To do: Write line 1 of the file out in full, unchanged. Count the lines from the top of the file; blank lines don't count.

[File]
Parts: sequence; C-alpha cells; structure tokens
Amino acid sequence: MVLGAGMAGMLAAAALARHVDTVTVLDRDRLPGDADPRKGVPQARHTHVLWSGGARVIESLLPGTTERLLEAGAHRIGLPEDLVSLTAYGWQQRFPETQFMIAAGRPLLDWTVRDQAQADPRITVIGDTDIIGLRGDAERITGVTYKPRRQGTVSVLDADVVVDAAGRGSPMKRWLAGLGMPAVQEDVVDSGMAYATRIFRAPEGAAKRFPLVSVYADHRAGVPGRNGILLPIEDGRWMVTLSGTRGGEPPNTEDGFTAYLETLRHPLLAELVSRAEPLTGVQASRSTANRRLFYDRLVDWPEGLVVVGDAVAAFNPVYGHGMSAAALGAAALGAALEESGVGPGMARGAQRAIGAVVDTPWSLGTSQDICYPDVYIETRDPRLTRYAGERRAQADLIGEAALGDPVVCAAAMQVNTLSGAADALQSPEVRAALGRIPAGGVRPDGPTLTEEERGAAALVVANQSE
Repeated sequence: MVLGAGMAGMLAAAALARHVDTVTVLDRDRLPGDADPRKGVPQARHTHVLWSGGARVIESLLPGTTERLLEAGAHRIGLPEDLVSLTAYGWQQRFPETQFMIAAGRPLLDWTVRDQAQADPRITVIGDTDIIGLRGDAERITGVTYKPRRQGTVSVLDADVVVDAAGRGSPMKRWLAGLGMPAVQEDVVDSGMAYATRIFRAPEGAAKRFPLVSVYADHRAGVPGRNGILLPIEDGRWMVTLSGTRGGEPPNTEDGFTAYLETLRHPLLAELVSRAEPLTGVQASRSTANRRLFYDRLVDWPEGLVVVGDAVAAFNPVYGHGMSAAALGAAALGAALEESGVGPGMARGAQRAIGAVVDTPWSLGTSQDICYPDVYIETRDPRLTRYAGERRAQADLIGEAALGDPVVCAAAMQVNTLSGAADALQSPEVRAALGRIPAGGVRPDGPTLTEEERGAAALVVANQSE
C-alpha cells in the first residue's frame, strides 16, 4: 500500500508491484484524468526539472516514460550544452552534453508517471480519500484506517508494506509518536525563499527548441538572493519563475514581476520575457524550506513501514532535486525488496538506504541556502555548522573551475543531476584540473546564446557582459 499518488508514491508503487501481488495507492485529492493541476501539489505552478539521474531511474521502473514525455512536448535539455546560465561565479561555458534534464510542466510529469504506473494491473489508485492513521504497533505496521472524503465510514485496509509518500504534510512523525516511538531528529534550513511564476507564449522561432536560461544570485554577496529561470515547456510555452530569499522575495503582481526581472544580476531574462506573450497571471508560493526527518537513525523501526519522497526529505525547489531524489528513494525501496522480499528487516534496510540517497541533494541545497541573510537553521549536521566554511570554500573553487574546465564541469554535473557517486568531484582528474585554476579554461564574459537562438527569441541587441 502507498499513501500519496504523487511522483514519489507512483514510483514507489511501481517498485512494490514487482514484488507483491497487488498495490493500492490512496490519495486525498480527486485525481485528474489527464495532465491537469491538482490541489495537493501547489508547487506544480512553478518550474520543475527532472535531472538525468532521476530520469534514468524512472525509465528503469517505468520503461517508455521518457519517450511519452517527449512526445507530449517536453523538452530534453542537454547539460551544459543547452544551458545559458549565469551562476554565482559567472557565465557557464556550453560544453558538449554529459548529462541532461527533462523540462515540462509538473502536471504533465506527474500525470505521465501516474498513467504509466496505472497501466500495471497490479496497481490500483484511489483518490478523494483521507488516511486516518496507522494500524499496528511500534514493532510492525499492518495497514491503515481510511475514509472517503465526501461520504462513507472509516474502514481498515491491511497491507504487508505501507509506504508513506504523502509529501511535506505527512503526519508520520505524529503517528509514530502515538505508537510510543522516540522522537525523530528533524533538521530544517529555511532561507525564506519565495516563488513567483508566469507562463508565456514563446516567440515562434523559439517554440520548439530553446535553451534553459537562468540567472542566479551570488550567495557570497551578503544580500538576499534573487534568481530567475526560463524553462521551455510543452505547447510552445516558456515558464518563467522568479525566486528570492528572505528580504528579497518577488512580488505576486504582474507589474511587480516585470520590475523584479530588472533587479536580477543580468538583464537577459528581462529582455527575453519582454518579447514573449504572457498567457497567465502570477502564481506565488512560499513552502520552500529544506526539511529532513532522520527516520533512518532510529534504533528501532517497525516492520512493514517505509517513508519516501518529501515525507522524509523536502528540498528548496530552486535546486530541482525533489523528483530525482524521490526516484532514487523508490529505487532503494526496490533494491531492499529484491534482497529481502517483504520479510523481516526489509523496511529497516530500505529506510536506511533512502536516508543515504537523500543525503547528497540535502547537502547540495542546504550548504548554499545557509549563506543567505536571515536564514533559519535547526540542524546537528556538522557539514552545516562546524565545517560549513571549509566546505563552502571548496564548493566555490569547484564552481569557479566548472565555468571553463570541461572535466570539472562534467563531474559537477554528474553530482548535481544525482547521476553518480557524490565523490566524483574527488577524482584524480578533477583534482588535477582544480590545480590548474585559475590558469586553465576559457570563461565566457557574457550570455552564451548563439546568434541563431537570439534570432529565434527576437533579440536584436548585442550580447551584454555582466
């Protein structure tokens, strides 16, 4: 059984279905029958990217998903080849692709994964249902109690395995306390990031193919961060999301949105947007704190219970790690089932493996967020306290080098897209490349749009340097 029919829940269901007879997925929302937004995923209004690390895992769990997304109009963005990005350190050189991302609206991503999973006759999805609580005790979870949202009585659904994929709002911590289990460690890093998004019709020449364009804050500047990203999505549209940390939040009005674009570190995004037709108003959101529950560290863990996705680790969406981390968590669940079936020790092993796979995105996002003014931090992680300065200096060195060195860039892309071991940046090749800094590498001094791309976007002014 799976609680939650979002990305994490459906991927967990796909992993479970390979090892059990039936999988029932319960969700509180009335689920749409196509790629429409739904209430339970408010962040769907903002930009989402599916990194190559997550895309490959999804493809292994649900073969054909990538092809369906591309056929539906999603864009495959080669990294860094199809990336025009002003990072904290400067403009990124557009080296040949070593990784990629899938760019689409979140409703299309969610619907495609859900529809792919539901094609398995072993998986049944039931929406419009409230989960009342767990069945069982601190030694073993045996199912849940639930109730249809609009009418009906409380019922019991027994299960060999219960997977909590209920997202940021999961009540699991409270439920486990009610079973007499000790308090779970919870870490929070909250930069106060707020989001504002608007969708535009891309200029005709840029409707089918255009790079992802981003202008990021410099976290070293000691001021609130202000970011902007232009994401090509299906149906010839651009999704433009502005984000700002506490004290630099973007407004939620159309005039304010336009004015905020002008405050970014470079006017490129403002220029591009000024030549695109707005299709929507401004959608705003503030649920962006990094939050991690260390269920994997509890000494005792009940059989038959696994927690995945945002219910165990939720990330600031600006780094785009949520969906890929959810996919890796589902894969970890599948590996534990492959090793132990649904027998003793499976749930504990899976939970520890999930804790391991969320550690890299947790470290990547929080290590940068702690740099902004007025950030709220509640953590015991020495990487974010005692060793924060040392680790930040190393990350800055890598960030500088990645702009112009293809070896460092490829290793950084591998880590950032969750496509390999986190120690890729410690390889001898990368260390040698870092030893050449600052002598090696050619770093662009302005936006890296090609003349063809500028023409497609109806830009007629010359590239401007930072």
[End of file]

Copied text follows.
Parts: sequence; C-alpha cells; structure tokens